In 1949, she founded the Family Planning Association of India. It was the largest non-governmental organization working in the field of population control in India then. With her strenuous awareness efforts, India’s family planning programs received global recognition, and many countries adopted it as a part of their national agenda.
Interestingly, she targeted men for her family planning awareness programs as the treatments are easier for men than women. Moreover, if men realize the value of a small family, either they would get the treatment done or encourage their wives to go for it. Thus, the credit for the half a million Indian men getting voluntary vasectomies goes go to Dhanvanthi.
Fascinatingly, Mahatma Gandhi and Dhanvanthi Rama Rau had their differences of opinion on birth control. Though Mahatma Gandhi was very much aware of the need for population control, he was against the use of artificial contraceptives. Instead, he advocated self-control on sexual indulgence.
However, his call for celibacy did not yield any positive changes, and there was a dire need to create awareness to use artificial methods for birth control. Dhanvanthi’s efforts in this direction that involved going against tradition, religion, and also the father of the nation are truly remarkable.
She was aware of the connection between birth control and women’s empowerment. She understood that population growth leads to a lack of resources, which harms women’s overall development.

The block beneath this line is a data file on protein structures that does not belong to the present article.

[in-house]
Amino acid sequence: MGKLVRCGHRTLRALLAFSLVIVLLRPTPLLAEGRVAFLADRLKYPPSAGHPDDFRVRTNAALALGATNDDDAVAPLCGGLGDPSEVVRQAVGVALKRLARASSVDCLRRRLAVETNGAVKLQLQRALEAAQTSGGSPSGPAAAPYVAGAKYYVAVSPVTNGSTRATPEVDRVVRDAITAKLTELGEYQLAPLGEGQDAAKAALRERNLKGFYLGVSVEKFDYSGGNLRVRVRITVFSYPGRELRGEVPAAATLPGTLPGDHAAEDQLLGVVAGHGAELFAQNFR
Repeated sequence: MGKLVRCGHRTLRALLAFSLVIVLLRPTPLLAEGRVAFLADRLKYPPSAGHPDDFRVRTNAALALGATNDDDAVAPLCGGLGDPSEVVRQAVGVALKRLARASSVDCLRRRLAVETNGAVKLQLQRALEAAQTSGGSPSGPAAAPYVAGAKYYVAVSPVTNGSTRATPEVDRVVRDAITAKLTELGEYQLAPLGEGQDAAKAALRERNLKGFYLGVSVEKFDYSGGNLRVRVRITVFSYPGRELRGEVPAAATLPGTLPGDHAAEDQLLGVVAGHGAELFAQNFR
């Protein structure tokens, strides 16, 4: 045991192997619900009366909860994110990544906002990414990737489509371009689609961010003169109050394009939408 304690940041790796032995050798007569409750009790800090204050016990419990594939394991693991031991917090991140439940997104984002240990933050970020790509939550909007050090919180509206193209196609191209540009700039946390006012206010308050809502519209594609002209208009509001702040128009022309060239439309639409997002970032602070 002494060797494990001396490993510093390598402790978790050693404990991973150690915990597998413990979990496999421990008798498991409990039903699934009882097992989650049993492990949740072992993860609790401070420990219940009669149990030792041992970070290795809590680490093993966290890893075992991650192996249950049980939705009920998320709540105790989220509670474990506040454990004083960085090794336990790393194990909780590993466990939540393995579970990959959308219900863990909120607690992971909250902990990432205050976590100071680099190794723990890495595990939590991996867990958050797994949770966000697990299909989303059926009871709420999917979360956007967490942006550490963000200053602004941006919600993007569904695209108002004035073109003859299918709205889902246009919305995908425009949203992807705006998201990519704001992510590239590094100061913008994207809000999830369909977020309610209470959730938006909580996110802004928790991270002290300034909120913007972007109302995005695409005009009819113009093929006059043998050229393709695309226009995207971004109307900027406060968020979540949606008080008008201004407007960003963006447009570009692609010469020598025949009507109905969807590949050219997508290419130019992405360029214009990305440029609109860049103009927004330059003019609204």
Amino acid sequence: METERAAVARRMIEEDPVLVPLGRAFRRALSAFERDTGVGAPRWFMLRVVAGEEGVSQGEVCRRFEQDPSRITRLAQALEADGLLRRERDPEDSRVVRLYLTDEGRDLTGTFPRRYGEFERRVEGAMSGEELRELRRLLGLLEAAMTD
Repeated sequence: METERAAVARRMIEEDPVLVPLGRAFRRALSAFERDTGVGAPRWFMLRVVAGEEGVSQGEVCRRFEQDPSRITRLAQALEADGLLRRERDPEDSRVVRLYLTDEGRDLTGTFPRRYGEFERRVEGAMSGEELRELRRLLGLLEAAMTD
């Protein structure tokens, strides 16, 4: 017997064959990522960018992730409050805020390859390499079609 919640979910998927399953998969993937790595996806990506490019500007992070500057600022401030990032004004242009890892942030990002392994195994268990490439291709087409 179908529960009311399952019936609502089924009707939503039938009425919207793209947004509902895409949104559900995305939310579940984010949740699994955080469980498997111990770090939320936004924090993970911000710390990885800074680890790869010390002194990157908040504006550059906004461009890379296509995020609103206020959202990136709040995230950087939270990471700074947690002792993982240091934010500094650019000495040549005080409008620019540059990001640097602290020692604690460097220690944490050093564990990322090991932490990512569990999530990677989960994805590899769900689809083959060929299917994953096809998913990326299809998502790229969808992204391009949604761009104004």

Due to her exceptional efforts, India became the first country in the developing world to launch a nationwide family planning program in 1952. The program aimed to include birth control, safe motherhood and child-rearing, nutrition and family welfare, and the abolition of child marriage.
Generally, the world recognizes Margaret Sanger as a global pioneer of birth control awareness programs. However, Dhanvanthi’s dedication in setting up the International Planned Parenthood Federation, of which she was the founding member and also the president is almost erased from public memory.
Dhanvanthi published her autobiography ‘An Inheritance: The Memoirs of Dhanvanthi Rama Rau’ in 1977, which takes its readers through the unique milestones of her memorable life journey. She was awarded the Padma Bhushan for her singular contributions to society. She died in Mumbai in 1987, at the age of 94 due to kidney failure.
Thus, a highly creditable woman achiever, a pioneer of Indian family welfare schemes has been forgotten from the pages of nation-building, by the Indians in general and the people of Karnataka, her birthplace, in particular.
Image source: sexandstats.com (elise-ottesen-jensen-margaret-sanger-and-dhanvanthi-rama-rau.png) and Wikipedia
Dr. Jyothi, Assistant Professor of English, Tumkur University. Has been a teacher of English and also soft skills trainer, with special interest in writing poems, articles, short stories and translation both in Kannada and English. read more...